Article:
The North American Free Trade Agreement (NAFTA) creates a new set of international tribunals with significant powers in areas traditionally reserved to domestic law. However, the experience under NAFTA has been one of globalization with only limited judicialization. The international tribunals created by NAFTA display significant differences from tribunals established under other agreements, including the European Union, and even the World Trade Organization. Moreover, although NAFTA has certainly aroused considerable interest in the judiciaries of the three NAFTA countries, each country has adopted provisions designed to limit the role of domestic courts in interpreting and applying that agreement. Significant questions are now being raised about the extent of these limits.
NAFTA was ratified by the United States, Canada, and Mexico in 1993, in order to promote trade and investment between these three countries.1 However, in contrast with the European Union, NAFTA is not a customs union, does not provide for the free movement of persons, and does not create any significant institutional infrastructure. Responsibility for implementing the agreement lies with the Free Trade Commission, which consists of cabinet-level representatives of the parties or their designees.2 Although the Commission is assisted by a secretariat, the secretariat actually consists of separate national "Sections" in each of the NAFTA countries.3 NAFTA does not create any legislative or judicial institutions. However, it does establish three separate mechanisms for the resolution of disputes by international tribunals: a general mechanism for resolution of disputes between the NAFTA countries;4 a special mechanism replacing judicial review of national decisions regarding antidumping and countervailing duties; and a third mechanism allowing NAFTA citizens that invest in other NAFTA countries to submit claims for monetary damages against their "host" government to binding arbitration.6 Additional dispute settlement mechanisms are set forth in two "side agreements" on environmental and labor issues. However, my remarks will focus only on the provisions set forth in NAFTA itself.7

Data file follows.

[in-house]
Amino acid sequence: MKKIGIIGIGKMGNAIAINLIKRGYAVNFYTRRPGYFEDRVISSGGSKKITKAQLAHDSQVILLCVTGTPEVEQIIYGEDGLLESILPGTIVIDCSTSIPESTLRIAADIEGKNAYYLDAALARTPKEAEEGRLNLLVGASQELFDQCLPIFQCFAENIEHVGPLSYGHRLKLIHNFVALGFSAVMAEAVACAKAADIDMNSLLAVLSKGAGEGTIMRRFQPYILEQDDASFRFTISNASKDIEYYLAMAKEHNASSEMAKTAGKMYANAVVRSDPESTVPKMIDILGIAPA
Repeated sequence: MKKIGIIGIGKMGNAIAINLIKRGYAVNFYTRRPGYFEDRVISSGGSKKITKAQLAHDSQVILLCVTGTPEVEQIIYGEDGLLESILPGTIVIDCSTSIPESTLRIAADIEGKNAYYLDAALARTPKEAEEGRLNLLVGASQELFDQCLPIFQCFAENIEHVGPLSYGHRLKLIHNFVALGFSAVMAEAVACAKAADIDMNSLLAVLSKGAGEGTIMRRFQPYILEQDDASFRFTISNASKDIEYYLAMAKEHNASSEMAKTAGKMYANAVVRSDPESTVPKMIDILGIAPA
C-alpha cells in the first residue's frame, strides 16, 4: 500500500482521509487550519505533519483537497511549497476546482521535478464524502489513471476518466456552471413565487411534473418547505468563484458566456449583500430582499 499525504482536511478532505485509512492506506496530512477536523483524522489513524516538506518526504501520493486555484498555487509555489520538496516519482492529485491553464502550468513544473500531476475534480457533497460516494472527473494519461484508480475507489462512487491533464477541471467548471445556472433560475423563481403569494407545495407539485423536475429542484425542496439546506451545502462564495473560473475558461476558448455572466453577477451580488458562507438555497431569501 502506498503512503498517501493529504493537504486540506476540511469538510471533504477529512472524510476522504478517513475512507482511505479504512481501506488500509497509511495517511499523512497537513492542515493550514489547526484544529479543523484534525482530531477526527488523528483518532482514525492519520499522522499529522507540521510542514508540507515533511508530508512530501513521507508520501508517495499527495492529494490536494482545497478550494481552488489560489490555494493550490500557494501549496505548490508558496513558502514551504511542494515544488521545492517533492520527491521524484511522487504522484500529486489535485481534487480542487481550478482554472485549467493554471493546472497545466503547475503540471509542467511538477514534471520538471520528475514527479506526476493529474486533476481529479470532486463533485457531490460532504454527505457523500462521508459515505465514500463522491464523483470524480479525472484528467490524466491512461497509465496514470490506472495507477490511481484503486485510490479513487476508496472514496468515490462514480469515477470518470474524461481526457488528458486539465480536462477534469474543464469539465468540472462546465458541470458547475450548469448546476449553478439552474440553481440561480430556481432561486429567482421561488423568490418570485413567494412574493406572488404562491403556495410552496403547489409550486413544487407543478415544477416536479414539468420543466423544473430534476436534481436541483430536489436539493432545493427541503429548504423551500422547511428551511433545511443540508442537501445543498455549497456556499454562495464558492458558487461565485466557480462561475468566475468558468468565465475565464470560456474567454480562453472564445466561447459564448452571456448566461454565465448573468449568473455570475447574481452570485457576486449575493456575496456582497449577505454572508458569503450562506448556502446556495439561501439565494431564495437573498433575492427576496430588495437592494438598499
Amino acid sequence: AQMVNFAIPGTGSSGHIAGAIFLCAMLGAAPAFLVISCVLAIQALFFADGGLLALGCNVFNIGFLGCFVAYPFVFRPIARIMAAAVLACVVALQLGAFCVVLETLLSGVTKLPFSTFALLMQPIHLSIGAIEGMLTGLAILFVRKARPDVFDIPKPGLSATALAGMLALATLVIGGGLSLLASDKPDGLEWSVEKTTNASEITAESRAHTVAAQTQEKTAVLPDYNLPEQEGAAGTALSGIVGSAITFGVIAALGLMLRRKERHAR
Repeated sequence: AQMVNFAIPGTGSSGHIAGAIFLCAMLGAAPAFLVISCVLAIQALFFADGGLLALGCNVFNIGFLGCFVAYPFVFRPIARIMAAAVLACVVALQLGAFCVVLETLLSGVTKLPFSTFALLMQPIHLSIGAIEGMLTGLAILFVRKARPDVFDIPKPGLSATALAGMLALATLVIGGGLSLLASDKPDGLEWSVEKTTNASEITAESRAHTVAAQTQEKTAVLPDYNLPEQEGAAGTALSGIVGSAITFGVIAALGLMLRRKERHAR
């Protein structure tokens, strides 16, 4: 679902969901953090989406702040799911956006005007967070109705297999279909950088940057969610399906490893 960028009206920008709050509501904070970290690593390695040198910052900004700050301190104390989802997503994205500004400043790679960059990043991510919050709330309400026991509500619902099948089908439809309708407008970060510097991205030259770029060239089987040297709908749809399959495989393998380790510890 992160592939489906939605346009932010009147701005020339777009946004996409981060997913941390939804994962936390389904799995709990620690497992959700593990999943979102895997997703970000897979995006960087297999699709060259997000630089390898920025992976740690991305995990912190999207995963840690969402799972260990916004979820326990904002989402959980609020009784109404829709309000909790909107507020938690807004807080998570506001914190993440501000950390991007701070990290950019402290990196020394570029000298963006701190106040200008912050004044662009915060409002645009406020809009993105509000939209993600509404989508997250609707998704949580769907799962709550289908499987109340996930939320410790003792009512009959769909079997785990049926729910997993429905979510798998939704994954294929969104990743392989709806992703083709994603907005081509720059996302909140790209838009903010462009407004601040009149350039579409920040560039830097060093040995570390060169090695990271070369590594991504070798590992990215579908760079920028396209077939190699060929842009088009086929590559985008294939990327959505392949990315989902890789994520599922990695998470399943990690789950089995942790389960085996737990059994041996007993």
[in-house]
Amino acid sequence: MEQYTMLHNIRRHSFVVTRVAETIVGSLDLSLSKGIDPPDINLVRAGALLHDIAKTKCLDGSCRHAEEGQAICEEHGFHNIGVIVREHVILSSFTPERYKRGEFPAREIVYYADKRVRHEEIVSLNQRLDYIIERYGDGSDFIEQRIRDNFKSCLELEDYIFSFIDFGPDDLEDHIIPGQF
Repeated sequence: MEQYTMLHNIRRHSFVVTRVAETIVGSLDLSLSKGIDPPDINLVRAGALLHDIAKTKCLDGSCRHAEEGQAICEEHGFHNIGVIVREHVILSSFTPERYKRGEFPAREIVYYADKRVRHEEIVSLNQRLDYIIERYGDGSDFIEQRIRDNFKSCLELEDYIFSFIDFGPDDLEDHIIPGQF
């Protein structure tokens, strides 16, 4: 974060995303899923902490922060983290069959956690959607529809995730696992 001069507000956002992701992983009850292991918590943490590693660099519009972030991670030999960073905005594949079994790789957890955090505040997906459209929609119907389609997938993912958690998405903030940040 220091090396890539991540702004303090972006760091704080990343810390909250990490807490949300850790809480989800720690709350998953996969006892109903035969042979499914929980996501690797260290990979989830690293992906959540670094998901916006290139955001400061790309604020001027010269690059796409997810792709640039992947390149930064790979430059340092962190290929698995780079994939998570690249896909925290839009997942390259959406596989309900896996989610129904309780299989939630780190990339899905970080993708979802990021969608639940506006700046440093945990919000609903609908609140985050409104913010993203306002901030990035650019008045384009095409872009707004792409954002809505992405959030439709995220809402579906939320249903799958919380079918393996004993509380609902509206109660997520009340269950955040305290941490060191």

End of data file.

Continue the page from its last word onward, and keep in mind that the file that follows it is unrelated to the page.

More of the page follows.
II. NAFTA's GENERAL DISPUTE SETTLEMENT PROVISIONS
NAFTA's general dispute settlement procedures resemble those of the 1947 General Agreement on Tariffs and Trade (GATT) in that participation is limited to states that are parties to the agreement, and disputes are decided by ad hoc panels composed of independent experts.8 However, NAFTA contains a number of provisions that combine to make the panel process appear more "judicial" than the GATT dispute settlement process. Unlike GATT, NAFTA does not permit either of the disputing parties to block the formation of a panel. A panel must be established "on delivery" of a request by any NAFTA country.9 Moreover, if the panel determines that there has been a violation of the agreement, NAFTA authorizes the prevailing party in the dispute to impose economic sanctions against the other party unless a "mutually satisfactory" agreement is reached within thirty days after the final report is received.10 The NAFTA parties have also established Rules of Procedure assuring a right to at least one hearing, as well as the opportunity to provide initial and rebuttal written submissions.11 Finally, decisions of NAFTA panels are to be published within fifteen days, unless the Free Trade Commission decides otherwise.12
Many of these changes have also been incorporated into the dispute settlement process in the World Trade Organization (WTO). However, the NAFTA dispute settlement process is significantly less "judicial" than its WTO counterpart. Unlike the decisions of WTO panels, the decisions of NAFTA panels may not be appealed to any permanent appellate body. Moreover, the decisions of NAFTA panels are not binding on either of the disputing parties. Instead, NAFTA provides that the disputing parties "shall agree" on the resolution of the dispute, which "normally shall conform" with the panel's determinations and recommendations. …